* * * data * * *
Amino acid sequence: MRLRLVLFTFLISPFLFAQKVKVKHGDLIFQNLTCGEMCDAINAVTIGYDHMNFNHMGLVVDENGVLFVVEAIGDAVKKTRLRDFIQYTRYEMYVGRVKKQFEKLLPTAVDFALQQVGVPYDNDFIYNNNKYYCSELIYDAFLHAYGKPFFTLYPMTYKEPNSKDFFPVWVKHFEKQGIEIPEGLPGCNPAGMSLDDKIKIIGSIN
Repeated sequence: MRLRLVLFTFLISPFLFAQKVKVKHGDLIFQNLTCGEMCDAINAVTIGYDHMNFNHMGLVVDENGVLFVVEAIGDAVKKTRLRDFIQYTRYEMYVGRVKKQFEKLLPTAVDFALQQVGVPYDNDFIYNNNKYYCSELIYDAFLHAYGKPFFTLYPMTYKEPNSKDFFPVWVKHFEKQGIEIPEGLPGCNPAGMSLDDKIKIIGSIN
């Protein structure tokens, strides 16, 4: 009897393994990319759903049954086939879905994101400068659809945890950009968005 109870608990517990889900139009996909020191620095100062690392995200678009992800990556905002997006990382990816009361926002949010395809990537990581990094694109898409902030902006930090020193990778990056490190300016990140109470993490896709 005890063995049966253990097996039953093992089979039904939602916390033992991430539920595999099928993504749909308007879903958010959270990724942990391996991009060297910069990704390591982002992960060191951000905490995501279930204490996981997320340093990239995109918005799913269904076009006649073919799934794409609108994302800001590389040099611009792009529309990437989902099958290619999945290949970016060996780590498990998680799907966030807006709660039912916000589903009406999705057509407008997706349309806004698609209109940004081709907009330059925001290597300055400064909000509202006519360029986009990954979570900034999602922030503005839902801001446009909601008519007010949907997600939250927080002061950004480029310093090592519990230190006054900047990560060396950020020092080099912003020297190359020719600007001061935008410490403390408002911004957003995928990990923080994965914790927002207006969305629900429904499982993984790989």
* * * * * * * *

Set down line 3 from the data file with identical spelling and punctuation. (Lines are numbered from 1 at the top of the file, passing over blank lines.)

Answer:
């Protein structure tokens, strides 16, 4: 009897393994990319759903049954086939879905994101400068659809945890950009968005 109870608990517990889900139009996909020191620095100062690392995200678009992800990556905002997006990382990816009361926002949010395809990537990581990094694109898409902030902006930090020193990778990056490190300016990140109470993490896709 005890063995049966253990097996039953093992089979039904939602916390033992991430539920595999099928993504749909308007879903958010959270990724942990391996991009060297910069990704390591982002992960060191951000905490995501279930204490996981997320340093990239995109918005799913269904076009006649073919799934794409609108994302800001590389040099611009792009529309990437989902099958290619999945290949970016060996780590498990998680799907966030807006709660039912916000589903009406999705057509407008997706349309806004698609209109940004081709907009330059925001290597300055400064909000509202006519360029986009990954979570900034999602922030503005839902801001446009909601008519007010949907997600939250927080002061950004480029310093090592519990230190006054900047990560060396950020020092080099912003020297190359020719600007001061935008410490403390408002911004957003995928990990923080994965914790927002207006969305629900429904499982993984790989």